There was also the urgent need to maintain control over Egypt and the Suez Canal so as to be able to maintain very lucrative trading with India and the Far East.
The Turks were eventually defeated by Allied forces in the Middle East and in the view of many, the Arabs, who had been promised the freedom from Ottoman domination, felt betrayed because the area was divided up and controlled by the British and French to serve their own interests. Several of my forbears and my friend’s forebears served in the Light Horse regiments in the Middle East during World War I. These soldiers believed they were fighting for the freedom of the Arabs, so what transpired deeply concerned and puzzled them.
In I9I5, the Australian government had been promised by the British, that it would be involved ‘most fully’ in discussions of any peace treaty. But when the time came to discuss the points contained in the treaty of Versailles, the Australians were not even informed, so that pledge was broken. However the Australian Prime Minister, W.M. Hughes, soon made his irritation very clear, so finally there was Australian representation.
Many Arabs have confirmed to me during my many visits to universities in the area during recent years, that they indeed believed they were betrayed by the Treaty of Versailles, after which the French and British divided up their lands in order to control the whole area. Arab forces had fought alongside the Allied forces against the Turks, on the understanding that they would gain their freedom from Ottoman oppression, but they found they were not free. As T. E. Lawrence said the Churchill’s secretary in I92I, ‘All questions of pledges and promises … are set aside.’
The official history of the Dardanelles venture was recorded in detail by Australian historian, Charles E.W. Bean, who was permitted to be present at the landing at ANZAC Cove and during the ongoing battles, by the robust intervention of Reid (as Australia’s High Commissioner to the U.K.) with the British authorities. Bean was to stay on the peninsula for the whole of the campaign He was the only correspondent to witness it from beginning to end, and having, as he was aware, a perfect vantage point for recording the Australians in action. Day after day, night after night, he set down in his diaries what he was seeing and hearing and what men said when he asked them about their experiences. Like everybody else on both sides he got little sleep during the first week of the struggle. Bean with uncharacteristic vehemence rejects a common British view that Australian troops had ‘advanced in a ill-disciplined rush far beyond the positions they should have occupied’ (page 602 in Bean’s official history of the war). ‘The Australian soldier,’ Bean declares ‘has scattered to the winds once and for all, the notion, often reiterated, that and Australian force would be ineffective through lack of discipline.’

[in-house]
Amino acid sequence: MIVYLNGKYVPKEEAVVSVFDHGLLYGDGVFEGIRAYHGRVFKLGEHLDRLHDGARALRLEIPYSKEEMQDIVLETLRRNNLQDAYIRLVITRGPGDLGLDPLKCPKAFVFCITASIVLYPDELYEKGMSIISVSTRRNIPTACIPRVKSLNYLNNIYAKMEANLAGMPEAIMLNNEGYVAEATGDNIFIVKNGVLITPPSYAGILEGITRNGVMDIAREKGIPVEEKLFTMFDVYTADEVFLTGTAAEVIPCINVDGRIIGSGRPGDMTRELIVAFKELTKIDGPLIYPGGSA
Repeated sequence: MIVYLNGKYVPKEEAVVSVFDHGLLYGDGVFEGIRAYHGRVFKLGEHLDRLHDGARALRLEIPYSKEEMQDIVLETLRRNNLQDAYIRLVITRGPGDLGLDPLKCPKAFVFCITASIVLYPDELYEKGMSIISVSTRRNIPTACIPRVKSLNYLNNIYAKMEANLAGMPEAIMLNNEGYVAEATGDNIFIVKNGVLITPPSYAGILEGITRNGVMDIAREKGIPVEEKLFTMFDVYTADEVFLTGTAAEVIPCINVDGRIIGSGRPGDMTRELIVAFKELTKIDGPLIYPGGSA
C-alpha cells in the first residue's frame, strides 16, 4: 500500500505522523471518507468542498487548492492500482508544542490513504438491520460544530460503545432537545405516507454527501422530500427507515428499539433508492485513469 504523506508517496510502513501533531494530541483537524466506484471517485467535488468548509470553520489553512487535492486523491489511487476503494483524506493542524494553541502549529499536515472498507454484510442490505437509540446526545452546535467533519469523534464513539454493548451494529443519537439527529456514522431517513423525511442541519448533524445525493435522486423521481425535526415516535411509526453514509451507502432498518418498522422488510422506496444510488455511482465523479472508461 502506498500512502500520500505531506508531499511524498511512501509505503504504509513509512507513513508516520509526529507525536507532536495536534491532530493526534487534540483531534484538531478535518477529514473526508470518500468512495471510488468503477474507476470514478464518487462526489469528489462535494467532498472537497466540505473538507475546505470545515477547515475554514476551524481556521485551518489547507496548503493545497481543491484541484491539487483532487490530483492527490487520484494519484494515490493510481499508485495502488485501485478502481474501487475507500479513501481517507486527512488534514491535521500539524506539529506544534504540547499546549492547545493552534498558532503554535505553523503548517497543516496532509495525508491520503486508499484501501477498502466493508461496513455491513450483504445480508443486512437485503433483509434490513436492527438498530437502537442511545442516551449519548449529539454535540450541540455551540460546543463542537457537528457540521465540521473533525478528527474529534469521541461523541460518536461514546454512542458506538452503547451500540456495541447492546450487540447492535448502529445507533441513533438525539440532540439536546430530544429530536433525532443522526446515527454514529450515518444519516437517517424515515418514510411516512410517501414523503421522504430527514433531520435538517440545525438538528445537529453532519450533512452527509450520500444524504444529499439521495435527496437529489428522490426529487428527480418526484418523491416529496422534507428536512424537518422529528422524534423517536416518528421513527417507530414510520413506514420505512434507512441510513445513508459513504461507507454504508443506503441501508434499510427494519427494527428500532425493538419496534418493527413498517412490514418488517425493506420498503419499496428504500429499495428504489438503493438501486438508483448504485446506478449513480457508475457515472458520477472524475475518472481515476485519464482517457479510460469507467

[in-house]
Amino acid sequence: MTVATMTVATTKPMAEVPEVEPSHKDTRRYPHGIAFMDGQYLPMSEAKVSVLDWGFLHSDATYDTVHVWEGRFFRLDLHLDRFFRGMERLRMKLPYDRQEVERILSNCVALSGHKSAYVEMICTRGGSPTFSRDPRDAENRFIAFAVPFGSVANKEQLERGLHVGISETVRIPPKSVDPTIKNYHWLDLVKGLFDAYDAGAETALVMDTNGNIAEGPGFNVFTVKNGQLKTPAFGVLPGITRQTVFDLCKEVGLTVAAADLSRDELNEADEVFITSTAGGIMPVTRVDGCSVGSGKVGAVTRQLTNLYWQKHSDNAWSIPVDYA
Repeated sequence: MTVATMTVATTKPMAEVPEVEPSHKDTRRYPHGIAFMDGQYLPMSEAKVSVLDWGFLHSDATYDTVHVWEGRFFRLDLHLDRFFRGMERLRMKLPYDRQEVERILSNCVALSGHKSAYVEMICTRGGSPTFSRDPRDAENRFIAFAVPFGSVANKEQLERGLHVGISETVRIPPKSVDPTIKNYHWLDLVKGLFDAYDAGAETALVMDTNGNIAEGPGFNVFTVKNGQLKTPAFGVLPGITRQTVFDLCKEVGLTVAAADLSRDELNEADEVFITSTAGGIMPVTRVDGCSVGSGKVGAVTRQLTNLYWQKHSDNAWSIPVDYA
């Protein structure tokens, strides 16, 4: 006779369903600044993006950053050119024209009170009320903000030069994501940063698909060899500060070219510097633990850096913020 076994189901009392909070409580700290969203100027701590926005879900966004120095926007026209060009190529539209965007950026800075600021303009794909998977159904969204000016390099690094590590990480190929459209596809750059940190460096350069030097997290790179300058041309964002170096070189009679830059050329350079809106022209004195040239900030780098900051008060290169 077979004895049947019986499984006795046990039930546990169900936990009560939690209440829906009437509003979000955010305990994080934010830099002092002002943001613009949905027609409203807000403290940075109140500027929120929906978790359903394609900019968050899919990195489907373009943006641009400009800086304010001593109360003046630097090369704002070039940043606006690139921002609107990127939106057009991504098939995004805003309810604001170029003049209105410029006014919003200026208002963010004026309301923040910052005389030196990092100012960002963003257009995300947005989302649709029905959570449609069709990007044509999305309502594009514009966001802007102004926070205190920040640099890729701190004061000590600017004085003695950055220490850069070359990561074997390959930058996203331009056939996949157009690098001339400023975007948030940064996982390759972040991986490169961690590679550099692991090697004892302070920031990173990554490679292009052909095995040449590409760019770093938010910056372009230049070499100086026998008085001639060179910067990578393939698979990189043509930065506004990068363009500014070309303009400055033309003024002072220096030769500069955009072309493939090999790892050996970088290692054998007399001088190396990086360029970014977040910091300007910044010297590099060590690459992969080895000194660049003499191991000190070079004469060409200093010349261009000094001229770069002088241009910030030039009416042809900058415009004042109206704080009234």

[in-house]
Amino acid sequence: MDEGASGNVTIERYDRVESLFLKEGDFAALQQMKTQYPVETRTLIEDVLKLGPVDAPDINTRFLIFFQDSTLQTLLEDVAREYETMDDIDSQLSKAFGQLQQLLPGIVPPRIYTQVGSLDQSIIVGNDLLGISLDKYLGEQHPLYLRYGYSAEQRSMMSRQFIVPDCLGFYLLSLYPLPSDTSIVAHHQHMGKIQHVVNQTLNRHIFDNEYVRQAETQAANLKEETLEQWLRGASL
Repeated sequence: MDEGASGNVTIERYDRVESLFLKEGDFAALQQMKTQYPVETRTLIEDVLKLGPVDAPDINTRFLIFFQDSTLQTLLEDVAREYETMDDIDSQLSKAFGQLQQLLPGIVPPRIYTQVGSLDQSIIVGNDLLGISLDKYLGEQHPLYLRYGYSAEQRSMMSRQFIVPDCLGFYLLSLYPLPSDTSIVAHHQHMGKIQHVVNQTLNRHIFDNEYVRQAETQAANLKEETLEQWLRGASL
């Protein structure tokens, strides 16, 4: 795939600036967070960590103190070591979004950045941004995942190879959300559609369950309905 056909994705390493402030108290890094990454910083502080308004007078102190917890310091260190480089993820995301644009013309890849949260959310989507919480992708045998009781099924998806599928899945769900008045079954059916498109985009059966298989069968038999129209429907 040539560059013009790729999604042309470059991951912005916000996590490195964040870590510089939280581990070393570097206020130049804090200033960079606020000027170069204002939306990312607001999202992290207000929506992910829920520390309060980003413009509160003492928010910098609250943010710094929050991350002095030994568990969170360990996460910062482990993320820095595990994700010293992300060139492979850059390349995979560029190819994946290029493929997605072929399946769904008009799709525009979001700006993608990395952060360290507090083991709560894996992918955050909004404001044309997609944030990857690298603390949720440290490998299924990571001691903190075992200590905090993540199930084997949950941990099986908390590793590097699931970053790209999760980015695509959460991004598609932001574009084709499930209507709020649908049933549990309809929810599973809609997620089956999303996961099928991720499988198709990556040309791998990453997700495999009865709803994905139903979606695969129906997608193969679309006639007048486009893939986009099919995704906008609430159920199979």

Indeed Bean insists that Australians displayed a remarkable kind of self-discipline, which obliged every man to pay no heed at all to shell fire ‘even so much as by turning a head or by lowering the pannikin from which he was drinking.’ The landing dissolved all doubts about the relations between the Australian men and their officers since the appointed leaders revealed ‘character and competence.’ Bean resolved from the start to offer as a memorial to the soldiers a full and accurate account of what they had done, conceiving it to be his duty, as he puts it in the preface, ‘to record the plain and absolute truth so far as it was within his limited power to compass it.’ The modesty was genuine; but he knew that he was uniquely well placed to do the job, having observed the men of the AIF at close hand for four years. The odds must have been long against his surviving it all to become their historian. Bean was struck in the leg by a stray Turkish bullet, while following the column of Brigadier General Monash’s 4th Infantry Brigade at the start of the Battle of Sari Bair. Despite the wound, he refused to be evacuated from the peninsula. He left Gallipoli for good on the night of 17 December, two nights before the final evacuation. He would return in 1919 with the Australian Historic Mission.